Ballance v. Forsyth (54 U.S. 18)/Opinion of the Court
This cause is brought before us, from the District of Illinois, by a writ of error.
It is an action of ejectment to recover the possession of three lots, numbered 47, 65, and 68, in the town of Peoria, under the act of Congress of the 3d of March, 1823, entitled 'An act to confirm certain claims to lots in the village of Peoria.' The claim 47 contains twenty-seven thousand four hundred and forty-nine square feet and seven hundreths; surveyed and designated as covered by claim 47, in the south-east fractional quarter of fractional section nine, in township 8, north of range eight, and east of the fourth principal meridian, & c.
Lots 65 and 68 contain the same number of square feet, and, in fact, constitute but one lot, situated in the same fractional quarter section. Separate suits were brought for these lots, but, being consolidated, they are included in one. The defendant below pleaded not guilty.
At the trial exceptions were taken to the rulings of the court, which present the points of law to be decided.
The whole of the evidence was copied into the bill of exceptions, on which the court instructed the jury to find a verdict for the plaintiffs, as by law they were entitled to recover on the facts, to which instruction the defendant excepted.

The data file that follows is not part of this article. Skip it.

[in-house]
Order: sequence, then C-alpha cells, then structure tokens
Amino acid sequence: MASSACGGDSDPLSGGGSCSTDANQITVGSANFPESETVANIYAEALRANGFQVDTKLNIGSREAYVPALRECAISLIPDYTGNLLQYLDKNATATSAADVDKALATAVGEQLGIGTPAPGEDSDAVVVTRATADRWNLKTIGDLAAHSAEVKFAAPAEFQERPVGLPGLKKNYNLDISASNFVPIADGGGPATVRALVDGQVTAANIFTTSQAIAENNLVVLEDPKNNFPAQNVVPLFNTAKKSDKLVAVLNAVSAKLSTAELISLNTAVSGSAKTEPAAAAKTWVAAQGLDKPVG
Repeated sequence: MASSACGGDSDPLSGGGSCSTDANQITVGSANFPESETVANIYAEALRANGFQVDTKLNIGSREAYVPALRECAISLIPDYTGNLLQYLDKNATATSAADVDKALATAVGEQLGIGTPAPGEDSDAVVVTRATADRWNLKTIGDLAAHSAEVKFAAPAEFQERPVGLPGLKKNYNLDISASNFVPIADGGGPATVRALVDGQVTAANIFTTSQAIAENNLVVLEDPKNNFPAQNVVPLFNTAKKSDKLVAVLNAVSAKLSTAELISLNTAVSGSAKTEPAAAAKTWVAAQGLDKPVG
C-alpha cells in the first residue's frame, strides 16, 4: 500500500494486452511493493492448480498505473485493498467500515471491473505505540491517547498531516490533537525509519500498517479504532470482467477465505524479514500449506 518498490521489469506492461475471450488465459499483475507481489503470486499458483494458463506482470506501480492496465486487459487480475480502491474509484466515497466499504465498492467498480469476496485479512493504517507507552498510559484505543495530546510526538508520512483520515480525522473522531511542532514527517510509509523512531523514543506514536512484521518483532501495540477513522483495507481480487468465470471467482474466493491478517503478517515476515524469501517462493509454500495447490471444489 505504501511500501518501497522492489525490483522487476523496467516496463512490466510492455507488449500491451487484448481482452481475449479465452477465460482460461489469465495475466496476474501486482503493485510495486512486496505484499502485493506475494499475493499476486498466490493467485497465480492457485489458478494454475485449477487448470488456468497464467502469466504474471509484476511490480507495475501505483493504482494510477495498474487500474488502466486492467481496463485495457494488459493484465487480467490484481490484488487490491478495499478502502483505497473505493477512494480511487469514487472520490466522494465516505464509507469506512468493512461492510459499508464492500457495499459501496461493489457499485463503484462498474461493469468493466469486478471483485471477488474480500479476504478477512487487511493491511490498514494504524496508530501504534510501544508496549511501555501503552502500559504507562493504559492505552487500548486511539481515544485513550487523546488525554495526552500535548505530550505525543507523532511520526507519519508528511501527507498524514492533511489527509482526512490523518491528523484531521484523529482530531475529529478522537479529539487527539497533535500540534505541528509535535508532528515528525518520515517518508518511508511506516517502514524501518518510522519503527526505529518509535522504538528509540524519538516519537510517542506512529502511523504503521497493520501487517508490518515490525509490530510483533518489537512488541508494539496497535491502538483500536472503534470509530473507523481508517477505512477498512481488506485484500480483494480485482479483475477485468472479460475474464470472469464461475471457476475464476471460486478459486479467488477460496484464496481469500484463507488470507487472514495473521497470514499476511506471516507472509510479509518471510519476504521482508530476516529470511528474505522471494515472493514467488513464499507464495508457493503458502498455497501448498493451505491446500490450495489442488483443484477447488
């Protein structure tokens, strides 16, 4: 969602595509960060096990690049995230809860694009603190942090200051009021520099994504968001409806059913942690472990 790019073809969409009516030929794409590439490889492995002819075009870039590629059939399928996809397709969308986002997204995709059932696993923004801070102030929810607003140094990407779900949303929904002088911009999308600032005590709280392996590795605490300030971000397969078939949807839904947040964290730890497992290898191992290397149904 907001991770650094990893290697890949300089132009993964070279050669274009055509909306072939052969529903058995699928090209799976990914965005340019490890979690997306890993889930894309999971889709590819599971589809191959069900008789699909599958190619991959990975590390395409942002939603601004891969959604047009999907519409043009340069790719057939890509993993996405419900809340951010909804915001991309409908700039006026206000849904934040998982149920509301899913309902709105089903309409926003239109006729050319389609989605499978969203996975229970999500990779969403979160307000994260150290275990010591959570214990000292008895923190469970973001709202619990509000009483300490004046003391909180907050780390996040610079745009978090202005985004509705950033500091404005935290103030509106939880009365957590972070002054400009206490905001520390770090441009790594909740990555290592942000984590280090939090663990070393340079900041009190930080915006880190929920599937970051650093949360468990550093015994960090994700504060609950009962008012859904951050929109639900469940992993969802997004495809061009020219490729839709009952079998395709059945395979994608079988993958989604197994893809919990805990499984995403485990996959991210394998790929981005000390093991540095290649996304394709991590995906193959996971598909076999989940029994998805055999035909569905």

The parties must have considered this case as a demurrer to the evidence, or as a special verdict. As there was evidence on both sides, some of which was conflicting, it could not be considered as strictly a demurrer to evidence. Nor was it strictly a special verdict, as the instruction was given before the jury found the facts.
From the whole of the evidence being set out in the bill of exceptions, we may suppose it to have been the intention of the parties to treat the facts as agreed or undisputed, in order that the law applicable to them might be pronounced by the court.
In sustaining the jurisdiction of this case, it is not to be considered as a precedent. It imposes a labor on the court which they are not bound to incur. But, as there seems to be not much difficulty in the facts, the court will decide the questions of law, as far as it shall be necessary to examine them.
By the act of the 15th of May, 1820, Congress provided that every person, or the legal representative of every person, who claims a lot or lots in the village of Peoria, shall, on or before the first day of October next, deliver to the register of the land-office, for the district of Edwardsville, a notice of his claim, and the register was required to examine the evidence in snpport of the same, and report to the Secretary of the Treasury such as in his opinion should be confirmed; and the secretary was required to lay the same before Congress for its determination.